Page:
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Singapore retail investors have low trust in financial services industry

Survey finds only 10% believe investment advisers put investor interests first, while less than half trust the industry

Only 10 per cent of Singapore retail investors believe their investment adviser or firm always puts their interests first, compared to the global average of 35 per cent, a study commissioned by the CFA Institute has found.


ONLY 10 per cent of Singapore retail investors believe their investment adviser or firm always puts their interests first, compared to the global average of 35 per cent, a study commissioned by the CFA Institute has found.

This puts Singapore as the second lowest among 12 economies surveyed on this question; the lowest rating was found in Hong Kong at 7 per cent.

The survey finds that 47 per cent of Singapore retail investors "trust or completely trust" the financial services industry. This is higher than the global average trust level of 44 per cent, but it is the third lowest score in the Asia-Pacific. The lowest ratings are found in Australia at 31 per cent and Hong Kong at 35 per cent.

The study, "The Next Generation of Trust: A Global Survey on the State of Investor Trust", is designed to help advisers understand the role that credibility and professionalism play in building trust in client relationships and in the industry overall.

Tan Lay Hoon, CFA Singapore deputy president and co-chair of the advocacy committee, said that the Trust Survey provides a roadmap for how the industry can increase its credibility and address investor concerns.

Maurice Teo, a member of CFA Singapore's advocacy committee, said that the survey is a wakeup call for the industry to "come together and build stronger confidence and trust" among investors. "We are surprised to see low trust levels within the financial services industry this year despite ongoing regulatory reforms since the global financial crisis."

The survey involved 3,127 retail investors and 829 institutional investors from 12 economies, including Singapore, US, China, France, Australia, and Brazil. The study was conducted by Greenwich Associates in November and December last year. Retail investors were 25 or older with investible assets of at least US$100,000. Institutional investors were responsible for investment decisions at entities with at least US$50 million in assets under management.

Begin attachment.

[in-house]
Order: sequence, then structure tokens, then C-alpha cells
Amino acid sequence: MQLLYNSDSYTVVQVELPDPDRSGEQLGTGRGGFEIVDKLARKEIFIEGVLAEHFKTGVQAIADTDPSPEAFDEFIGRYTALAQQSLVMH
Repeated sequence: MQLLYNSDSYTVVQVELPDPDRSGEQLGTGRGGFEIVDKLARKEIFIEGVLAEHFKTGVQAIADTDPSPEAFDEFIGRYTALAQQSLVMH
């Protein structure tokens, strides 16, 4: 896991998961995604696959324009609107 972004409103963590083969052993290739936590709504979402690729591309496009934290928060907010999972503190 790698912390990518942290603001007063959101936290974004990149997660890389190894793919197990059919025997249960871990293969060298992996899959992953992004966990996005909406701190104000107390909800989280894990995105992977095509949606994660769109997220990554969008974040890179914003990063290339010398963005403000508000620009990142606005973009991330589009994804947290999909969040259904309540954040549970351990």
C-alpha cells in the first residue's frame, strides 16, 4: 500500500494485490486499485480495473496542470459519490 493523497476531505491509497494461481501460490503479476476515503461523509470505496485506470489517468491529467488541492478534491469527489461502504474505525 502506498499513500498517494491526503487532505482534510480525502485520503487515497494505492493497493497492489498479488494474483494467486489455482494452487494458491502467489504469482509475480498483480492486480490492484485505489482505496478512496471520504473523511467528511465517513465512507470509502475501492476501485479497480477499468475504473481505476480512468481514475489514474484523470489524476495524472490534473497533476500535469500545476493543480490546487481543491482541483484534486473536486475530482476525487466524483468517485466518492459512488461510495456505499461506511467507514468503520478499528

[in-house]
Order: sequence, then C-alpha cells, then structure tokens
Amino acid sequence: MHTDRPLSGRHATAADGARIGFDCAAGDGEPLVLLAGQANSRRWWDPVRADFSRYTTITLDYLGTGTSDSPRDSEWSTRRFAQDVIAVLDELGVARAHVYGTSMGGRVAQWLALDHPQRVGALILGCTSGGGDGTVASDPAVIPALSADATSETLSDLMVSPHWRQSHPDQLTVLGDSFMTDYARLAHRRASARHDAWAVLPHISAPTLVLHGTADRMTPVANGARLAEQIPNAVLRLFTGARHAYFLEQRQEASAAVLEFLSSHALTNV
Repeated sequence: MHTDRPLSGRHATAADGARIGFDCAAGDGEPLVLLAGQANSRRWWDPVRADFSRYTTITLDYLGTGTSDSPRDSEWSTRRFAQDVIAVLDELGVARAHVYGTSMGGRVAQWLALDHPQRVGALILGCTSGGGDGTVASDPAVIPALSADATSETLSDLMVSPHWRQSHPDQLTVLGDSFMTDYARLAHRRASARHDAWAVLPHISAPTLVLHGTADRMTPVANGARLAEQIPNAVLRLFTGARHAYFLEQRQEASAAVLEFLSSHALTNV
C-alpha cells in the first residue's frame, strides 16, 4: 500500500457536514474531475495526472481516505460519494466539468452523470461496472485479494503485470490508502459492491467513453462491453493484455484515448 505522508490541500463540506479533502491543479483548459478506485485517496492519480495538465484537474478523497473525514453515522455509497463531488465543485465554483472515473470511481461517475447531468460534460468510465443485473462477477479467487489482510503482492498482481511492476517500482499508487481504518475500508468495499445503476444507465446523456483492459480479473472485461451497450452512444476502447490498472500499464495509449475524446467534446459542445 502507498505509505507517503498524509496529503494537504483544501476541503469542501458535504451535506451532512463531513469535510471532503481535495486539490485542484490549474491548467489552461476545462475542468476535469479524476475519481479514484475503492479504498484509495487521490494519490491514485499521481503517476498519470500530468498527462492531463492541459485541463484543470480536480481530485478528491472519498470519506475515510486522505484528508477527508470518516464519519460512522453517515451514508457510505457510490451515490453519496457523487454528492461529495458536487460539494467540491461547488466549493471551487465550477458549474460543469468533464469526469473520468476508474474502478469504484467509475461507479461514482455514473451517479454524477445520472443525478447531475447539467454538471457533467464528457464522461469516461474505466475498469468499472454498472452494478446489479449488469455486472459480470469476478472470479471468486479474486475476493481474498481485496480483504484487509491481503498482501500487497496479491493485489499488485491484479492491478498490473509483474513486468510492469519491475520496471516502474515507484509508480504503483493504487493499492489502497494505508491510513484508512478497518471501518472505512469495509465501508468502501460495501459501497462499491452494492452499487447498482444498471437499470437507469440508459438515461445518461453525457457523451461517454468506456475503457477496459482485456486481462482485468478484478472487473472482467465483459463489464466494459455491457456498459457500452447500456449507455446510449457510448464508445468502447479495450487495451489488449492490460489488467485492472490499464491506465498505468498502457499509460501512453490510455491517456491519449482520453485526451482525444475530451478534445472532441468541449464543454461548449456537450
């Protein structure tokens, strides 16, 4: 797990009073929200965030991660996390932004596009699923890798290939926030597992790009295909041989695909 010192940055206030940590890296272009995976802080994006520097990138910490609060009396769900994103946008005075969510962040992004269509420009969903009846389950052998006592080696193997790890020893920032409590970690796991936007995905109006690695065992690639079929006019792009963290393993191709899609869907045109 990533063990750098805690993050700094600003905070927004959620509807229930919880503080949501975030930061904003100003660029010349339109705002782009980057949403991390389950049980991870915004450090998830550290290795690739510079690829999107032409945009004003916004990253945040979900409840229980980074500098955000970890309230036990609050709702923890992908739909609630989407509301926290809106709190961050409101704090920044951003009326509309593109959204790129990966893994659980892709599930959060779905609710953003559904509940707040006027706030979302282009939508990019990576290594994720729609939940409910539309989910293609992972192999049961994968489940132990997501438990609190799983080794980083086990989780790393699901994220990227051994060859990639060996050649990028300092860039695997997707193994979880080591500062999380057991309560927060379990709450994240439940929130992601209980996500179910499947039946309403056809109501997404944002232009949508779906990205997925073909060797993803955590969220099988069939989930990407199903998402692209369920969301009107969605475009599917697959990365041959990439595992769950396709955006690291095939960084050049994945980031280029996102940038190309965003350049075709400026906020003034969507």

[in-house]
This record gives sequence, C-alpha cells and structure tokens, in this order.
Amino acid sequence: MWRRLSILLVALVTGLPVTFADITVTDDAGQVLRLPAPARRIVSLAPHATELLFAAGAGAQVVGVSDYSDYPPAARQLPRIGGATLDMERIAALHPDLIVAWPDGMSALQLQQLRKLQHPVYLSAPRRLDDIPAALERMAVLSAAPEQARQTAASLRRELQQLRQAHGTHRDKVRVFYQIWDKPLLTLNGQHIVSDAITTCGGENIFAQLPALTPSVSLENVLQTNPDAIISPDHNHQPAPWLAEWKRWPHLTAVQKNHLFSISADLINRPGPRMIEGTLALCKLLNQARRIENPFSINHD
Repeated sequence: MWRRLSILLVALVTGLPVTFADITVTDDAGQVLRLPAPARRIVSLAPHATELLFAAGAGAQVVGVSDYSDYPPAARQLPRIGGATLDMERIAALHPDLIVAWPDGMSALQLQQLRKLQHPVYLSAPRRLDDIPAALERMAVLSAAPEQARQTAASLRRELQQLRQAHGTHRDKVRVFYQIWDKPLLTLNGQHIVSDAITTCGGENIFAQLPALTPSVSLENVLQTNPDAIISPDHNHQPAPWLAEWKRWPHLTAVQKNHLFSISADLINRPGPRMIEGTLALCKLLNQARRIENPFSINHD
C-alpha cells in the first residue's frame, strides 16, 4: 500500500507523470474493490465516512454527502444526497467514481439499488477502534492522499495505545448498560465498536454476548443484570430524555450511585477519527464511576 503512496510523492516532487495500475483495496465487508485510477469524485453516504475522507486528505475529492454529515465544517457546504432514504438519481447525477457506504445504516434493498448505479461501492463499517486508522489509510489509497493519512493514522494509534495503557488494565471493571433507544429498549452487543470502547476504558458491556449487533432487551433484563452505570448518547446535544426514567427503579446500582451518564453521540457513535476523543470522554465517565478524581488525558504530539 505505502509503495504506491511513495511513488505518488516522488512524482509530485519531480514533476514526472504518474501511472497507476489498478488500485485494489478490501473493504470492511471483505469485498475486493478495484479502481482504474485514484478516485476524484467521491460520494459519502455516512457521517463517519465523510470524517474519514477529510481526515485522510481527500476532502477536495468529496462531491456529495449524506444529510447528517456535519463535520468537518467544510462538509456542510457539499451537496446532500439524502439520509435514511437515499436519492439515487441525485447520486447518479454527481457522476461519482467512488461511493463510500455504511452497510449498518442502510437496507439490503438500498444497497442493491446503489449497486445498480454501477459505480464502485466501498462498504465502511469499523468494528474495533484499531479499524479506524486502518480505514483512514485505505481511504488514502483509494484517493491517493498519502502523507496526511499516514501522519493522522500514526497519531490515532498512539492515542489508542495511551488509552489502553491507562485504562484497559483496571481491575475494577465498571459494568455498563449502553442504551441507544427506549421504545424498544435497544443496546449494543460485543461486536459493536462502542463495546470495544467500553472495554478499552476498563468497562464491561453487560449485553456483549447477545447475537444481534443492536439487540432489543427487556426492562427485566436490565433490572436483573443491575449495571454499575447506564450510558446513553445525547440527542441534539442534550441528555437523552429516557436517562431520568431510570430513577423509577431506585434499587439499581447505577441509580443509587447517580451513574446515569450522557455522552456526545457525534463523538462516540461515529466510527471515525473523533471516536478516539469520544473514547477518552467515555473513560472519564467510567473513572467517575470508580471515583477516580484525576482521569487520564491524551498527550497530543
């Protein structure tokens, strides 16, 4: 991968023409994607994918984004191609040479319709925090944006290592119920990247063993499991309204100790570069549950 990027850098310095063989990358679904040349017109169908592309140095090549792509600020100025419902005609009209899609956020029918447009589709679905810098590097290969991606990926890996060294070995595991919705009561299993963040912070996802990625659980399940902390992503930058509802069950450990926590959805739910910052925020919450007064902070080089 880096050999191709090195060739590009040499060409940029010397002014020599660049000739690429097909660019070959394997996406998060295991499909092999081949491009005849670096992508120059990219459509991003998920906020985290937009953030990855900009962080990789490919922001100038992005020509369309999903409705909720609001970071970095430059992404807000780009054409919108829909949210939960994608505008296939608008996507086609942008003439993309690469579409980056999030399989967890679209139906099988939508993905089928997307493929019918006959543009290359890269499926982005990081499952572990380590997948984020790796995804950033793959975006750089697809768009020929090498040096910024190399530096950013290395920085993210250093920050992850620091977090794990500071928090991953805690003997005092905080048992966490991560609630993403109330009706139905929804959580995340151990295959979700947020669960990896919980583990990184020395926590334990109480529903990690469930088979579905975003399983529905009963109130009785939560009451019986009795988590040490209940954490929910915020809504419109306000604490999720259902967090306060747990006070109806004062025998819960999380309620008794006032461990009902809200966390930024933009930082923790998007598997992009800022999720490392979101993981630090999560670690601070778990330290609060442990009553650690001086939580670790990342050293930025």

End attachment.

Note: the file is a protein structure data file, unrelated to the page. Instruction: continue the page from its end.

The Singapore segment of the survey found three criteria for retail investors to build a trusted relationship with an investment adviser. These comprise fees that reflect the value they get from the relationship (72 per cent); returns similar to or better than a target benchmark (71 per cent); and the employment of investment professionals with credentials from respected industry organisations (66 per cent).

Trust was consistently reported as the greatest determinant in the selection of a financial adviser. About 37 per cent of respondents said that the most important attribute is for advisers to be trusted to act in clients' best interests. This was rated higher than the ability to achieve high returns (22 per cent).

The top reason to switch firms and advisers was lack of communication and responsiveness (59 per cent), ahead of underperformance (56 per cent), data or confidentiality breach (36 per cent), and increase in fees (34 per cent).

Only 49 per cent of Singapore investors said their adviser is very accessible for questions or concerns, compared to 75 per cent globally.

Many retail investors fear a financial crisis; 42 per cent believe one is likely to occur within the next three years. A low percentage (41 per cent) believe their advisers are well or very well prepared to handle the next crisis. Singapore investors were also the most sceptical on market fairness; 54 per cent believe they have a fair opportunity to profit in capital markets, compared to 69 per cent globally.

Providend chief Christopher Tan said the relatively low trust level may be due to three "Cs": Compensation as commissions create a conflict of interest; competence as most advisers are trained more in product knowledge rather than advisory; and that advice is typically not comprehensive. "Consumers' experience with financial advisers is usually one of being product pushed. This caused consumers to believe that advisers do not put their interests first."

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